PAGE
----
Posts Categorized: Uncategorized

Is the National Citizen Service worth the investment?

The latest independent evaluation of the government-backed National Citizen Service, which is delivered by a range of organisations including many charities, is a seminar in positivity. The findings from researchers at Ipsos Mori reveal a highly popular youth scheme – no less than 97 per cent of participants who took part in 2013 would recommend… Read more »

Fundraising critics keep chugging away… so watch out

It’s been a tough old week for fundraising. First, Channel 4’s Dispatches programme sends a couple of undercover reporters to dish dirt on the internal goings-on at two of the country’s best-known fundraising agencies. Then a disgruntled volunteer fundraiser launches a tirade about “chugging”, as he persistently calls it, claiming that paid street fundraisers are… Read more »

Check the Green Cross Code before considering a tribunal

The Green Cross code – that’s ‘Stop, Look, Listen, Think’ for the daredevil types among you – has served me pretty well in life. I wonder if the same maxim could stand charity trustees considering a charity tribunal appeal in good stead. The First-tier Tribunal (Charity) in England and Wales, and its Northern Irish and… Read more »

Transparency and trustworthiness are not the same thing

Apparently there’s some sort of teacake and dog festival starting in Scotland this week – but the big north of the border event as far as I’m concerned has been the publication of the Office of the Scottish Charity Regulator’s annual report. The most significant announcement in the report is the news that the OSCR… Read more »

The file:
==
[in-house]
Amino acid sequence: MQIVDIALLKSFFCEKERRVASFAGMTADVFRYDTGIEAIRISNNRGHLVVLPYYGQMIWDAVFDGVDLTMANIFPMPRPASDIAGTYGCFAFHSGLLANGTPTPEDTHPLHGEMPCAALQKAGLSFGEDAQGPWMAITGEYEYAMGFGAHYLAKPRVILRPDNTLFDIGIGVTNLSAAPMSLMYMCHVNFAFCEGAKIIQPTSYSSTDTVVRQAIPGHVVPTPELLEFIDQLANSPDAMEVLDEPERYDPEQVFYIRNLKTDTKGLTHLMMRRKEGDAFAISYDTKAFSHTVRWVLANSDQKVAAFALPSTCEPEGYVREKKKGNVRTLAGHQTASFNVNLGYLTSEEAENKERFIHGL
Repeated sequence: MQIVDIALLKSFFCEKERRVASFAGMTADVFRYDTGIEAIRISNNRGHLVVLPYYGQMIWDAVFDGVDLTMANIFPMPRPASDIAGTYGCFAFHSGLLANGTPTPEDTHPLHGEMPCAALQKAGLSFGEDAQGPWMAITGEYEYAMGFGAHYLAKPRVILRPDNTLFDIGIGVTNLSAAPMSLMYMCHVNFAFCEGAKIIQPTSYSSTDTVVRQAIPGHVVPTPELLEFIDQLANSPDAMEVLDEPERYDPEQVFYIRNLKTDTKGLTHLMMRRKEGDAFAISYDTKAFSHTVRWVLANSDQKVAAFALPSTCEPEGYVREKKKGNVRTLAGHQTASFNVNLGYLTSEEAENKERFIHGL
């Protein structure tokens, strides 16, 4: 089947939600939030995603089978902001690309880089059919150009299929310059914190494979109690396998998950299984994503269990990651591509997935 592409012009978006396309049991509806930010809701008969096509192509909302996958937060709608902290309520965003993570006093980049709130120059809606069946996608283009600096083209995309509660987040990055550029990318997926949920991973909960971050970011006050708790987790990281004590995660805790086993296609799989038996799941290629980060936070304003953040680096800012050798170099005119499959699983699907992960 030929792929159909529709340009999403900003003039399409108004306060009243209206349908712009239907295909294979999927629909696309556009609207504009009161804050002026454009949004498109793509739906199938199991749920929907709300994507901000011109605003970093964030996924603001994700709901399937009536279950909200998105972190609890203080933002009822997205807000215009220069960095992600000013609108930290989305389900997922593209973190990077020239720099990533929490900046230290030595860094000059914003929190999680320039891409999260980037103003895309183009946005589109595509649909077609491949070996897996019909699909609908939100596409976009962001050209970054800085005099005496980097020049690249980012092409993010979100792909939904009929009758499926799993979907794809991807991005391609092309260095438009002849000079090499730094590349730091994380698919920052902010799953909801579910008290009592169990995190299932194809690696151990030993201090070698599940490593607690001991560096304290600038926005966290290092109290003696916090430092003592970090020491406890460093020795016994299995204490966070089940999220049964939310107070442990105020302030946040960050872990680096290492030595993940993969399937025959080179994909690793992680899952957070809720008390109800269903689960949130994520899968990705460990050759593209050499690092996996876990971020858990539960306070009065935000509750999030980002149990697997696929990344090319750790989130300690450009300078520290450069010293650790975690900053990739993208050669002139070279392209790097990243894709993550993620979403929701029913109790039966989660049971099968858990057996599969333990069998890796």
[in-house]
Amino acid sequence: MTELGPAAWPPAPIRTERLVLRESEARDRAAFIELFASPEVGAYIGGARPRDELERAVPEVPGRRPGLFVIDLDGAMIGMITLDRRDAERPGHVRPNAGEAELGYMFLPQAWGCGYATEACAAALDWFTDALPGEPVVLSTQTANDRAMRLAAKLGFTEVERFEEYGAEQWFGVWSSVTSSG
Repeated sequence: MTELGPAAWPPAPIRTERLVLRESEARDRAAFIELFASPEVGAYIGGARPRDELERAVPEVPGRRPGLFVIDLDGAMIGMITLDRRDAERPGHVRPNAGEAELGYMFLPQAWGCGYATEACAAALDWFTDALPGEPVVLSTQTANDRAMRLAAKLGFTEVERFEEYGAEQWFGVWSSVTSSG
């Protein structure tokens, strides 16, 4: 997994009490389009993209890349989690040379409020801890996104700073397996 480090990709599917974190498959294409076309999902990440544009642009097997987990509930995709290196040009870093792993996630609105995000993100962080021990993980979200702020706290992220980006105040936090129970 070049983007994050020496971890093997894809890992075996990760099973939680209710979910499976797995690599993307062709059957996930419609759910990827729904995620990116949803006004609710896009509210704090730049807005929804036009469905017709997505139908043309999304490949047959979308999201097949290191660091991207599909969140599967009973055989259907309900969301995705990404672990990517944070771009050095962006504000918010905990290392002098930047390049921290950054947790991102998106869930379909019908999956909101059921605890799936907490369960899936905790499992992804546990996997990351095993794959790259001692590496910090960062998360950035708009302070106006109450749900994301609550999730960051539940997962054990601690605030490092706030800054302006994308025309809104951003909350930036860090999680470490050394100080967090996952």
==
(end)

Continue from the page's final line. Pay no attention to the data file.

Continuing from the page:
Hurd leaves a long relationship

When Nick Hurd was introduced as the longest-serving charities minister at a reception at the Institute of Fundraising convention last week, he muttered something enigmatic about how much longer it would last. Whether under pressure or otherwise, it seems likely he had already knew by then that he would be going.

Tired and emotional at the IoF convention

Another year, another Institute of Fundraising National Convention. Although for me, it was actually my first. I’m reliably informed by colleagues though that the emotive presentations, back-slapping of IoF board appointees old and new (and fundraisers in general) and appearance of celebrities last seen in the 1990s (Ruby Wax, Loyd Grossman) that took place over… Read more »

Is the regulator’s bread-and-butter approach working?

This might not be the most surprising of revelations, but I must say that yesterday’s Charity Commission public meeting in Manchester didn’t really get my pulse racing. For the most part it was an afternoon of bread-and-butter stuff – literally so in the case of the first item on the agenda, a sandwich lunch. There… Read more »

The irritations of online giving

A squabble between a charity and an online giving site last week aptly demonstrates the nervousness that many charities feel in the wake of the collapse of the CharityGiving site last year. The row – in which the two parties squared up through the media (i.e. me) – took place after George Overton of the… Read more »

Who’s offering what, and to whom?

“What is your big offer?” Sir Stephen Bubb, head of charity leaders body Acevo, asked charities minister Nick Hurd at last week’s Gathering of Social Leaders. The speech that followed did not have any ‘big offer’ to woo the sector. Nor did the subsequent addresses by Lisa Nandy, Hurd’s shadow. Nor that of final speaker… Read more »

Paula Sussex and the bed of nails

The Charity Commission offered the job of chief executive to Paula Sussex at the end of February, and finally got around to announcing it yesterday. The delay is officially explained as “normal processes of appointment and resignation.” Being translated, this tends to mean various kinds of horse-trading, to-ing and fro-ing with the Cabinet Office, and… Read more »